Poisson d’Avril or April Fool’s Day in France
The exact origins of April Fool’s Day is still in debate, but it is often linked to the move of New Year from April to January in the sixteenth century. The change in France was made by King Charles XIV in 1564, but with the speed of communications slow, not everyone knew about the change
The new calendar moved the start of the New Year from 1st April to 1st January. The theory goes that along with those that did not know about the change other people refused to accept the new calendar and continued to celebrate the New Year on 1st April. The reformists using the new calendar called these people April Fools and played tricks on them.
Unfortunately, there is a problem with this explanation. April Fool’s Day was already celebrated in numerous countries before the change of the calendar, including Britain, plus accounts of Romans celebrating the coming of Spring with games and practical jokes.
Britain’s most famous April Fool joke is probably one shown by the BBC about the spaghetti harvest in 1957. Factual program Panorama, presented by Richard Dimbleby, ran a story about the bumper spaghetti crop in Switzerland including pictures of “spaghetti trees”! There was a mixed reaction with some not seeing the funny side!
In France, the day is known as Poisson d’Avril or April Fish. Again the origins are unclear, but may be linked to the zodiac sign of Pisces, which falls near to April. In France, unsuspecting victims have a paper fish stuck to their back and when they eventually discover it they are called Poisson d’Avril. It is a prank mainly played by school children.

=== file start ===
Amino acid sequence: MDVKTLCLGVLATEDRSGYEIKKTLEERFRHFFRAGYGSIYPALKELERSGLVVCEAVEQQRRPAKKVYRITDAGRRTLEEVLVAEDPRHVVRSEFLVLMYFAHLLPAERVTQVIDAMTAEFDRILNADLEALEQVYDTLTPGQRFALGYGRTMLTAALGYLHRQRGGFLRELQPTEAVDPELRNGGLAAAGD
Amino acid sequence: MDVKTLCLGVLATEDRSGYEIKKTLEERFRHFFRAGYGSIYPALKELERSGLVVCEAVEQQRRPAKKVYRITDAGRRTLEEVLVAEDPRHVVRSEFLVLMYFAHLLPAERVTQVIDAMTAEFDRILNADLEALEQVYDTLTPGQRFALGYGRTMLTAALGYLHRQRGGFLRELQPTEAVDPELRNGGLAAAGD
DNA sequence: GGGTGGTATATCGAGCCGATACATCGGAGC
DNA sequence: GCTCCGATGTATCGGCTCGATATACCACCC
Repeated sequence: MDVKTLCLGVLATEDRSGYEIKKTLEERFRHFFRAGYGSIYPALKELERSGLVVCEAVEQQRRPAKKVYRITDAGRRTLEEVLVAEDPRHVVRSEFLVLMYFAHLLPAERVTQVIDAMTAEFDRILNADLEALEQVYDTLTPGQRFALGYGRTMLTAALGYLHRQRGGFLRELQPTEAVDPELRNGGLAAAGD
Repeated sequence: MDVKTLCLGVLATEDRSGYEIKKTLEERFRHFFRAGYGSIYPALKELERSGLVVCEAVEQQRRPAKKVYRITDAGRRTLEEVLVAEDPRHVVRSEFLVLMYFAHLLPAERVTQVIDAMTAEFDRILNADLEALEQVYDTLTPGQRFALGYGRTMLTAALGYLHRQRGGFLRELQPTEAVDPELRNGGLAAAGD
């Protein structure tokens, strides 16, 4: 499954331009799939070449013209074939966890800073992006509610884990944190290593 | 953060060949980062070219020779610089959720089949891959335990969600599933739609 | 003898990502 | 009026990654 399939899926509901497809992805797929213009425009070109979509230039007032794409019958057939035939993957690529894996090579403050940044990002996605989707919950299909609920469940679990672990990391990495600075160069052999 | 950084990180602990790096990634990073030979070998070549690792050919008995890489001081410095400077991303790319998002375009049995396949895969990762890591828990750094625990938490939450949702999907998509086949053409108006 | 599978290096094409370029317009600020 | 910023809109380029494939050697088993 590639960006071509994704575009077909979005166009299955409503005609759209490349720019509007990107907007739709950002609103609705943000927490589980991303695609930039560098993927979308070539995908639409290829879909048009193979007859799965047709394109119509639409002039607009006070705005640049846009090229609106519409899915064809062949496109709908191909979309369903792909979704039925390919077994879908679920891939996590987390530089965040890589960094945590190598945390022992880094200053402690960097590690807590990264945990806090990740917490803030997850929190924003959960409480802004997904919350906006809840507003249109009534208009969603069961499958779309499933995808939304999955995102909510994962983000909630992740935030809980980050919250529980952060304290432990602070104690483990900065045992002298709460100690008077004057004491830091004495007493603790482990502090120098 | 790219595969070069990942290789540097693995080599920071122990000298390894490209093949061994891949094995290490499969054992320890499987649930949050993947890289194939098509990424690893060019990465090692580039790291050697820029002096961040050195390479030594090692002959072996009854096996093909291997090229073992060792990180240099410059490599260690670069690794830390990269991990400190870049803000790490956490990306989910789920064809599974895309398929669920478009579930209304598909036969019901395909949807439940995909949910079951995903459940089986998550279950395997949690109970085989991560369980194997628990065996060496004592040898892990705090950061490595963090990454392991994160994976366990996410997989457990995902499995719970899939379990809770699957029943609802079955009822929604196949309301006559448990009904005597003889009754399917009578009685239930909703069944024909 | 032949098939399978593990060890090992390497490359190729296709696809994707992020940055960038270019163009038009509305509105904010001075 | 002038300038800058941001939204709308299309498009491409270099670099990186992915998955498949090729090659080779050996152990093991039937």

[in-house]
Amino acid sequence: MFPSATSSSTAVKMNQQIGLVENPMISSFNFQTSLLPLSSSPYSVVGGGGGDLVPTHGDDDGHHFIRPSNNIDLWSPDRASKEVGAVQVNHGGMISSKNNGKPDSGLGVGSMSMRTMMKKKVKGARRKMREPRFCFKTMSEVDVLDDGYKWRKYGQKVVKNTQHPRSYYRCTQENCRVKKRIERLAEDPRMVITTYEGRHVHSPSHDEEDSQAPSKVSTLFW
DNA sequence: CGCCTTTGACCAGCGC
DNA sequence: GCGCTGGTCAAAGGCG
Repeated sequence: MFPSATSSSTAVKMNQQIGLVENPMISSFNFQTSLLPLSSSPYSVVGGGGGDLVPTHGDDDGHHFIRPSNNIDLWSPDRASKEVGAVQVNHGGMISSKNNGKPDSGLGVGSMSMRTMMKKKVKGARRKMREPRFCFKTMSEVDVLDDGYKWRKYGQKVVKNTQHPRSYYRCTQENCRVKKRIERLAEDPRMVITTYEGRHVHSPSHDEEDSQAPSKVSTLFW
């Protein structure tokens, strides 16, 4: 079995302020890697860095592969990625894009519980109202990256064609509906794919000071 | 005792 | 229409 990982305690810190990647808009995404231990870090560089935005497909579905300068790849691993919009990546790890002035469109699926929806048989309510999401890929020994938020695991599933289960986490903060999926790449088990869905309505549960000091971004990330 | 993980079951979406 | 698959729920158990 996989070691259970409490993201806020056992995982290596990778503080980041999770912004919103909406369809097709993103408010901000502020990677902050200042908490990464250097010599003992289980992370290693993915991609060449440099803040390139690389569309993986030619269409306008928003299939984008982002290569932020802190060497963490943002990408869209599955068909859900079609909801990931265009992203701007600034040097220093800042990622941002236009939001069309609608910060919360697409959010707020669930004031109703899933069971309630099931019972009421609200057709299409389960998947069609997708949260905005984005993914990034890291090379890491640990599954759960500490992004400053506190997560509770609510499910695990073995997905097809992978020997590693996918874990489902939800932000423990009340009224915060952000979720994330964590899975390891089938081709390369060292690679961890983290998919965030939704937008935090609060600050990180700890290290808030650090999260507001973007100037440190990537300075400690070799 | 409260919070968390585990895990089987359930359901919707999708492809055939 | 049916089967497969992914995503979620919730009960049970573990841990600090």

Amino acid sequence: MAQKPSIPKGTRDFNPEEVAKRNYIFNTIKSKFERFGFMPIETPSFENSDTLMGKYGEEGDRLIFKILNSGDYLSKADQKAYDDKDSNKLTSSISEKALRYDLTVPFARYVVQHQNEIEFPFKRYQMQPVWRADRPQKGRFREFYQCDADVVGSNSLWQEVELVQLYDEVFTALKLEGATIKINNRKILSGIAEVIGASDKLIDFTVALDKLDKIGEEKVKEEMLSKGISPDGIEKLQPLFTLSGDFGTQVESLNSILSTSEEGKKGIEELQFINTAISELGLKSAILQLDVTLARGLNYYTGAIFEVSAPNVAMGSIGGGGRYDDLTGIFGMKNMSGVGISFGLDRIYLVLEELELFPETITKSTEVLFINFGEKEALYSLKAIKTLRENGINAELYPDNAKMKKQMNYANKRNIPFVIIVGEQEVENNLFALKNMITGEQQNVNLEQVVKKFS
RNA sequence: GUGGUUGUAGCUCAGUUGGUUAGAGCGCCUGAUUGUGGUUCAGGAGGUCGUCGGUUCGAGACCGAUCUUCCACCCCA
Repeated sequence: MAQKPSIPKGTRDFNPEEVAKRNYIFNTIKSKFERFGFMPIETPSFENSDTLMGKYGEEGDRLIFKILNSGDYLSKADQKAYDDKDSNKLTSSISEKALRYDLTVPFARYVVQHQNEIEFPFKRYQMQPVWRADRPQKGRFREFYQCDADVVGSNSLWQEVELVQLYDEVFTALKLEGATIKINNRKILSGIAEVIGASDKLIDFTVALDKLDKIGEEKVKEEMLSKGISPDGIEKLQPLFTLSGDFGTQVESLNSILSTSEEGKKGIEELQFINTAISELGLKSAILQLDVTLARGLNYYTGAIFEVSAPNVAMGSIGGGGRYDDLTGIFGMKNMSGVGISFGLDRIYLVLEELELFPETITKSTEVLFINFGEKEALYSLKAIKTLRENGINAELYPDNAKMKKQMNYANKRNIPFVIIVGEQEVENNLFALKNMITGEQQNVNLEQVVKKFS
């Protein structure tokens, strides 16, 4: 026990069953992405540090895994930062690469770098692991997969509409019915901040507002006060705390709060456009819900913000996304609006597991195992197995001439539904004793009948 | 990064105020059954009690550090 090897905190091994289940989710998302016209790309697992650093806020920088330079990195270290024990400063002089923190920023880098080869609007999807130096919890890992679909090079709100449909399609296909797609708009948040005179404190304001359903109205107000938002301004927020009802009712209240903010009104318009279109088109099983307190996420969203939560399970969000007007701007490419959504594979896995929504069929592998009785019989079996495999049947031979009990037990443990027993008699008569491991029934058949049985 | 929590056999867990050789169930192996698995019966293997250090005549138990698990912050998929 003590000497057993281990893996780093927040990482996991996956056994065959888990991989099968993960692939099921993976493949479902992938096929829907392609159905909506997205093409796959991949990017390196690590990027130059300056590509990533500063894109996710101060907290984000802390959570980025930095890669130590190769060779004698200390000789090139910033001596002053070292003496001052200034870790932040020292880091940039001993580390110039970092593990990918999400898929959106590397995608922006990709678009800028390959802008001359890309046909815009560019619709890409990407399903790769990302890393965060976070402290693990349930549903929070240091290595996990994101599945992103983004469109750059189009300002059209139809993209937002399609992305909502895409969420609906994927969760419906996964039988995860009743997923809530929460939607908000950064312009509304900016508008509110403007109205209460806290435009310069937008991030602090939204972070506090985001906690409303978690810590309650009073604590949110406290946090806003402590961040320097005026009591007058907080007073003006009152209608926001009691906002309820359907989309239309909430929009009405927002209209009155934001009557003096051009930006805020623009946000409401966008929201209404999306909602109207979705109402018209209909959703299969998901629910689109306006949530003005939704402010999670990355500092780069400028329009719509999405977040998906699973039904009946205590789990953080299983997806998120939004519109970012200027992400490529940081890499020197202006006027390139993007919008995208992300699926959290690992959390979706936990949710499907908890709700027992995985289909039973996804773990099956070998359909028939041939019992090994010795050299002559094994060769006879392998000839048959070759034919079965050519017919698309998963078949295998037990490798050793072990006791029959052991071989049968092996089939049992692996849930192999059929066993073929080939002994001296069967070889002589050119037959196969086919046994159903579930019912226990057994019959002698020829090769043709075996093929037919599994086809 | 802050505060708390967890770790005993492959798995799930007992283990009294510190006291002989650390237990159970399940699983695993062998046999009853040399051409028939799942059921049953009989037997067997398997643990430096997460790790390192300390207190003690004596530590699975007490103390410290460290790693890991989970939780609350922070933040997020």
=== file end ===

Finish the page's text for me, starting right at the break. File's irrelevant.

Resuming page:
The French media also takes part, so if you watch the French news, be careful of what you believe!
The French not surprisingly celebrate the day with their cooking as well. Boulangries and Chocolatiers bulge with fish shaped pastries and chocolates in honour of the day, giving the adults an excuse to celebrate the day while the children play jokes on each other.
I hope you had a great April Fool’s Day and were not caught out by too many practical jokes.
Garden and landscaping centre, Boulogne-sur-Gesse, Haute-Garonne, Midi-Pyrenees